Adam Gower: What are key metrics that you look for? When you talk about a "good response". If you're asking for a response, that's one thing. But if you're sending out some kind of newsletter and we can talk about that in a moment, a newsletter or some kind of information or an update of some sort. You're looking for something else, aren't you? You're looking for opens, clicks, website behavior. How do you define user engagement?
Ken Mahar: Yeah.
Adam Gower: Or quantify, I should say.
Ken Mahar: Yeah. Well, there's some common metrics for email marketing that we use. One is called an open rate. How many people opened your message? However, most people don't understand what an open rate really is so, why don't I take the chance to, opportunity to explain that. So, an open doesn't mean that your person actually opened your message, necessarily. All it means is that a image pixel was downloaded to that person's email client. A lot of people have their mail set up that every single message loads all the images by default. So that person looks like they open everything. Ok. Even if they didn't give your message two seconds worth of consideration before they deleted it. That would look like an open. On the other hand, there are some people, I'm one of them, that don't load messages by default who might be reading every single one of your your emails. Reading all the copy, maybe even picked up the phone and called you and to them, you look like you don't exist.
Adam Gower: You didn't open, right? If you don't have it set to auto-load, then even if they open and read, it looks like they didn't open it.
Ken Mahar: Yeah. And this has become a particularly thorny issue with Apple's new release. So, Apple is kind of known for protecting their user's privacy, and they've decided to let people opt-in. In fact, it's one of the screens that come up with the brand new phone. Like, do you want to opt-in to mail privacy? And if you say yes, then that Apple user, what happens is, they will accept any and all mail. And so, it looks like they're a 100% open rate. So they'll accept the mail and then behind the scenes, like, they won't share what iOS version they're on. They won't share where the location is, of this person when they opened it and all that stuff used to come through. They'll just basically say, yep, we got that email. And so, what's going to happen, coming up over the next several months is that people are going to see this increase in their open rates and go, oh my gosh, we're doing really good. When it's just kind of fake data.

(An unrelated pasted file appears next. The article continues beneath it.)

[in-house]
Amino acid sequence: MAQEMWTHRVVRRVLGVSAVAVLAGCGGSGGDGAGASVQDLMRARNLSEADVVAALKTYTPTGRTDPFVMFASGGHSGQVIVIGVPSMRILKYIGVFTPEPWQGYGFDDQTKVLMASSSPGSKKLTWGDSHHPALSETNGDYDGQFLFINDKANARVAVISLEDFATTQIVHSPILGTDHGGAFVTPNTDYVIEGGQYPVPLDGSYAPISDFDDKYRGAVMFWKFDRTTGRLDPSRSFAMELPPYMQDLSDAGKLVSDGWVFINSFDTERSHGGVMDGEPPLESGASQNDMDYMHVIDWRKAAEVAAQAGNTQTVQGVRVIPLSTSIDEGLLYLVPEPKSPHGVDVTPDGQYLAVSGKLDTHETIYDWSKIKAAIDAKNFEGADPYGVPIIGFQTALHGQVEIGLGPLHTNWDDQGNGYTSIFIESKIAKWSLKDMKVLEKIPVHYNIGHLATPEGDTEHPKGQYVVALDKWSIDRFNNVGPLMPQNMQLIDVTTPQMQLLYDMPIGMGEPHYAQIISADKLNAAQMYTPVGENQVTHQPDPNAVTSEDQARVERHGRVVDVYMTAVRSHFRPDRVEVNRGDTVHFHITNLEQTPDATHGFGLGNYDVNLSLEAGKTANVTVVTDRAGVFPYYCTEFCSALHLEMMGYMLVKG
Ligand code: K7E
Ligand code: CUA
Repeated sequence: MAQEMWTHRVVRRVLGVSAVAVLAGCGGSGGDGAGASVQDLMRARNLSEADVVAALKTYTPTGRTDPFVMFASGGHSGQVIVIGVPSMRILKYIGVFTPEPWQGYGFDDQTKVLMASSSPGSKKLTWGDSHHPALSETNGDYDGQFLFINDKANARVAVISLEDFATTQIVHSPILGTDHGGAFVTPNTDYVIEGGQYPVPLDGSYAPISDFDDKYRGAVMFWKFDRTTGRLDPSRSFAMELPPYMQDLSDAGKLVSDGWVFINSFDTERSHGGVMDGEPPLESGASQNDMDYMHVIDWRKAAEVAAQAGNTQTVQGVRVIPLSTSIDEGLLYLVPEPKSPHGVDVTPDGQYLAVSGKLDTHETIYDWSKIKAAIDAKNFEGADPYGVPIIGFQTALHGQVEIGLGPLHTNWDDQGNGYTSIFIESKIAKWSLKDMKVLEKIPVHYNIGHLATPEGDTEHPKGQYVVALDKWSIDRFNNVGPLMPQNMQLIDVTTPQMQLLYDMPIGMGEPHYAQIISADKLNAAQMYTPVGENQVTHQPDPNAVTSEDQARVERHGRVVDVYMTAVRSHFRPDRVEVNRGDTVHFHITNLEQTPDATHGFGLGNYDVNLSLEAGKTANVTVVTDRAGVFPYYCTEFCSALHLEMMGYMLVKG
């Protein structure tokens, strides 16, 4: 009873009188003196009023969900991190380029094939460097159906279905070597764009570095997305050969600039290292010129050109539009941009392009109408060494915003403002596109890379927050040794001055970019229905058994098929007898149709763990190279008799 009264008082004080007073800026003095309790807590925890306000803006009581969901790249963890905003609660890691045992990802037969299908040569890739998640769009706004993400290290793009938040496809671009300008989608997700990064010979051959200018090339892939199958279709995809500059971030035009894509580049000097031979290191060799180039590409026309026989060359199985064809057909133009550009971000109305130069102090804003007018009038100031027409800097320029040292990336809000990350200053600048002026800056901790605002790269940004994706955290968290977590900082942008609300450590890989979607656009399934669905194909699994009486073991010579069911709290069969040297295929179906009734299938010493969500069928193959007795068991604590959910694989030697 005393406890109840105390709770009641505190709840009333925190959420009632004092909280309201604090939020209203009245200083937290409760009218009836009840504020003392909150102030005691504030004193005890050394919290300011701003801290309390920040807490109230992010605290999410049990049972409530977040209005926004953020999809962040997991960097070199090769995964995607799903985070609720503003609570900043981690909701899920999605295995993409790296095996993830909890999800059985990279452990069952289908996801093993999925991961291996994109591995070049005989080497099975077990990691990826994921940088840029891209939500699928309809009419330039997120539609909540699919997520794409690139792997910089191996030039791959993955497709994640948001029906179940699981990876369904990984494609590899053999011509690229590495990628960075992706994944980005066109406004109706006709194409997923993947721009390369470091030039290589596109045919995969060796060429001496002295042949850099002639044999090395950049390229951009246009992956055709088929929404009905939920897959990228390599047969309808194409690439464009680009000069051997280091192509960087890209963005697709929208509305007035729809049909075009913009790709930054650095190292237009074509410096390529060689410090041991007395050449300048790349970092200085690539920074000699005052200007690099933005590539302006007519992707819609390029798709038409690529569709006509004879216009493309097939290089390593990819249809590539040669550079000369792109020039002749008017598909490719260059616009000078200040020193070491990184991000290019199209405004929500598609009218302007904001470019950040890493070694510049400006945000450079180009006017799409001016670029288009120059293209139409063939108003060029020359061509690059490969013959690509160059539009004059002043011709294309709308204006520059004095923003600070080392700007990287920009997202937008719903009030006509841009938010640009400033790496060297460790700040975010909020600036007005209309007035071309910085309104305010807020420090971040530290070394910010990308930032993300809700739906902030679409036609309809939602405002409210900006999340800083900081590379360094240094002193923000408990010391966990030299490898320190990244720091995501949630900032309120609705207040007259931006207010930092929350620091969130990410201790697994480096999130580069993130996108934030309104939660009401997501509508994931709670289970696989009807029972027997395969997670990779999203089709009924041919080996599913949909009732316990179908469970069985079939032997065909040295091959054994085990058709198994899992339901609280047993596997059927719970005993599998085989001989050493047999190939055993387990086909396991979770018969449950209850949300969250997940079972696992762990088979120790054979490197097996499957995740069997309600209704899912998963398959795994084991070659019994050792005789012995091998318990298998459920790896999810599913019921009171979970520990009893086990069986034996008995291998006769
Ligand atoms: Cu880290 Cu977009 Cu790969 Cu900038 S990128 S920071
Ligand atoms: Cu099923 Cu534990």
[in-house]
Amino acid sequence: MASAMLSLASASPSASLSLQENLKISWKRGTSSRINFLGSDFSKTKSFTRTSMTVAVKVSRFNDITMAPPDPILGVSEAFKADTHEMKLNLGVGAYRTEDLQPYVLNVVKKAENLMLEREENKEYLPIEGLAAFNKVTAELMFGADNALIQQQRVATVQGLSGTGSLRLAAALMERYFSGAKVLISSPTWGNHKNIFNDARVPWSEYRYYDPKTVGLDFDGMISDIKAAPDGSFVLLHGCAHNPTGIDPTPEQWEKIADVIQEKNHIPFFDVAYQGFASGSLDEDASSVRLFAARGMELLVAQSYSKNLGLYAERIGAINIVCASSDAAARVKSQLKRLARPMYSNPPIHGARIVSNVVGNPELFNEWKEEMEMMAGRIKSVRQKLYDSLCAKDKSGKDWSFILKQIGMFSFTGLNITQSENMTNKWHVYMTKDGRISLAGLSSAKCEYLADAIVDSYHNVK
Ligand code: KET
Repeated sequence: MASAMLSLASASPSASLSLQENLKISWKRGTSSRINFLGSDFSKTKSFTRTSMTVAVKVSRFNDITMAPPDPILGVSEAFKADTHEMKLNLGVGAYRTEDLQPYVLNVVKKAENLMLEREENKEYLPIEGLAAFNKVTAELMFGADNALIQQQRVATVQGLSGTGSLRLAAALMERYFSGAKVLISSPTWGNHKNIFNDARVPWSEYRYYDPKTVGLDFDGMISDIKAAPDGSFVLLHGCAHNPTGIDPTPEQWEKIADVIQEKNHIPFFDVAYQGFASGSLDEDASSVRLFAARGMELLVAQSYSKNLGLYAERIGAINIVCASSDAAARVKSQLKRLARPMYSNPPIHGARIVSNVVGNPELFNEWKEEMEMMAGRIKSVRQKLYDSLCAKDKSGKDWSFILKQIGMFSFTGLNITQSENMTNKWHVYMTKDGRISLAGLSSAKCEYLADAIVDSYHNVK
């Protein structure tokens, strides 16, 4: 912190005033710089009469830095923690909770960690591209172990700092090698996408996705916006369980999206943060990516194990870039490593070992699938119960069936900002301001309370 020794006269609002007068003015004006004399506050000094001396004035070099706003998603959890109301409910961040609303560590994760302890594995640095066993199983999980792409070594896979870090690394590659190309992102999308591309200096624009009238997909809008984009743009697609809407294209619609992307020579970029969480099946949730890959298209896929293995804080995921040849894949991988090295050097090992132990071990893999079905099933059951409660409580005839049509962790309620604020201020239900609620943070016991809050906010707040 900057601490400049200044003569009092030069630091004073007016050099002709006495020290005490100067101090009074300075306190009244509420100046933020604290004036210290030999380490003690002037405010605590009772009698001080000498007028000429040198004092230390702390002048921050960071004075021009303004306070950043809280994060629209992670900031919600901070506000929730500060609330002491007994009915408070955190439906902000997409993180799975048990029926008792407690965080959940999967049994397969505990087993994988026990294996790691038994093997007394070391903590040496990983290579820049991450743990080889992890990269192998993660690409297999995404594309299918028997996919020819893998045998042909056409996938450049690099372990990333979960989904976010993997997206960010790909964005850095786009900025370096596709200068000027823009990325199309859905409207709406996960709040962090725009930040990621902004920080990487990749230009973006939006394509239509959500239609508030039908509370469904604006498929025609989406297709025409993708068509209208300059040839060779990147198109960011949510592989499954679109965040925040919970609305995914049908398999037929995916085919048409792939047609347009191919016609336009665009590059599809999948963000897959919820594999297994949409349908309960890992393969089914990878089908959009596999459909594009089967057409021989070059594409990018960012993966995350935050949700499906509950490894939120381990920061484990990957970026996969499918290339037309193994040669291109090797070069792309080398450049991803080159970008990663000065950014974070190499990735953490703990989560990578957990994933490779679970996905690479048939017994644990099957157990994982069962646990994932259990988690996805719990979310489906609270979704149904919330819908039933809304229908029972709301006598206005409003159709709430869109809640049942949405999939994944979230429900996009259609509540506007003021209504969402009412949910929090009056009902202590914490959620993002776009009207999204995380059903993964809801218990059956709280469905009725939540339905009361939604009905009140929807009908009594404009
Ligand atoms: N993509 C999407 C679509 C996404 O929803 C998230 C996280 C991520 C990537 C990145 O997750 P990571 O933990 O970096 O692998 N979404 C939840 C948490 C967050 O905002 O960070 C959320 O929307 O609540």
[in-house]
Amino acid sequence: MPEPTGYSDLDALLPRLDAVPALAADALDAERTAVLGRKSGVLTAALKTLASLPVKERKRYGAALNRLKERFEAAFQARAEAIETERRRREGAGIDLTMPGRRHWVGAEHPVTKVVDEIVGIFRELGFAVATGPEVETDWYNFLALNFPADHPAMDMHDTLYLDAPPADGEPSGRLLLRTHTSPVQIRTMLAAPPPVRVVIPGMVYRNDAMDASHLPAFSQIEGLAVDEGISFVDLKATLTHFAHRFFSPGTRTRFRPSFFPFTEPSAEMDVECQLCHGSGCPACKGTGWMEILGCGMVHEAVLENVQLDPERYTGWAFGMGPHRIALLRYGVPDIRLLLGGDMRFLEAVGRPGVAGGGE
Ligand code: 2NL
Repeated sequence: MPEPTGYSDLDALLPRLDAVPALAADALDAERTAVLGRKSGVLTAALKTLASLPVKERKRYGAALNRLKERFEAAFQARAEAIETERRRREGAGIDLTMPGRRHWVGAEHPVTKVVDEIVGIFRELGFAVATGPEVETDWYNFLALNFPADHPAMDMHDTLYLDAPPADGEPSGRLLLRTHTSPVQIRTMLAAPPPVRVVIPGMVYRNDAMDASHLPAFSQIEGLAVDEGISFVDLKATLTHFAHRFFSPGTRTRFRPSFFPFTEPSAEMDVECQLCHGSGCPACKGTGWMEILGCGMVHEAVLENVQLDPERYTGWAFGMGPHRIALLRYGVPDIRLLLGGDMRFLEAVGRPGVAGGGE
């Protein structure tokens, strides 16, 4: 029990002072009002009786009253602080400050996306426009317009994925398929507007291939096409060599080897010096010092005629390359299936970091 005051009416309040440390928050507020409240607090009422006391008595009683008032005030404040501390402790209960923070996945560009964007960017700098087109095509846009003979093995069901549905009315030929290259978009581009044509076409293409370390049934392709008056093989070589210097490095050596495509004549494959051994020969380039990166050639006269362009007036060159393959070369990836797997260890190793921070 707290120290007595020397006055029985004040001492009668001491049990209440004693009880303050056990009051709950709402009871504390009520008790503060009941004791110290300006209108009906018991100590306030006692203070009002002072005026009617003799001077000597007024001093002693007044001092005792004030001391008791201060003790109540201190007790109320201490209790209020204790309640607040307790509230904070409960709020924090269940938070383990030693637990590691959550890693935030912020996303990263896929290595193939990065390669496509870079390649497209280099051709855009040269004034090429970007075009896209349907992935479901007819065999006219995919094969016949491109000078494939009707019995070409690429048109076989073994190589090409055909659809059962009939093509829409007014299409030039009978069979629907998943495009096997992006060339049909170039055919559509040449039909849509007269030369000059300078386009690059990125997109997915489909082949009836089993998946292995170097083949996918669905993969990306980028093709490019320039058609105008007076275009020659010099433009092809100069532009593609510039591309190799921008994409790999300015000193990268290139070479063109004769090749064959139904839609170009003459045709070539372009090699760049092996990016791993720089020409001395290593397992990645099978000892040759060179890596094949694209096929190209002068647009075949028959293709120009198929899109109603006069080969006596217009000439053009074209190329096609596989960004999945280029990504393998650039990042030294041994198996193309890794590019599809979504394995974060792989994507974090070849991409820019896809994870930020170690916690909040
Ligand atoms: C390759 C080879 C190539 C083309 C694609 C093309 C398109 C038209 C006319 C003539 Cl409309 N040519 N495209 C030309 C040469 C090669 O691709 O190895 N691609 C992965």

Adam Gower: And that's because people are not actually getting.
Ken Mahar: They may or they may not. We don't know. But because they get it on an Apple iPhone, it looks like they opened it. So you might have sequences set up in your automation series that says, hey, if this person opens this message, then send this. Well, that's always been problematic because of what I just talked about, about it not necessarily being a real open. But that's just kind of gotten more muddy. So, that's open rates. The next thing is click-through rate. And this is the percentage of people that actually click on a link in your message. So, I guess it's kind of important. One thing that should be said is, it's kind of important to have something to click on, inside of an email. Even if it's an educational email where you're still in the "making friends" process and you're not asking for an order or asking for anything. It could be just like, hey, I saw this cool article I thought you might be interested in. Check it out here, and at least there's a link in there for somebody to go, to go click on. Because that's a "real" engagement. When somebody clicks on something, you know who clicked on it. You know how many times they clicked on it and you even know when they clicked on it. You know where they were when they clicked on it. I'm not sure how this Apple thing is going to affect that but, clicks are for real. And, that's a much better metric to be looking at as you go along. Open rates great and you kind of want to track it as a trend. If you see big drops in your open rate, you're like, OK, maybe we have a problem here.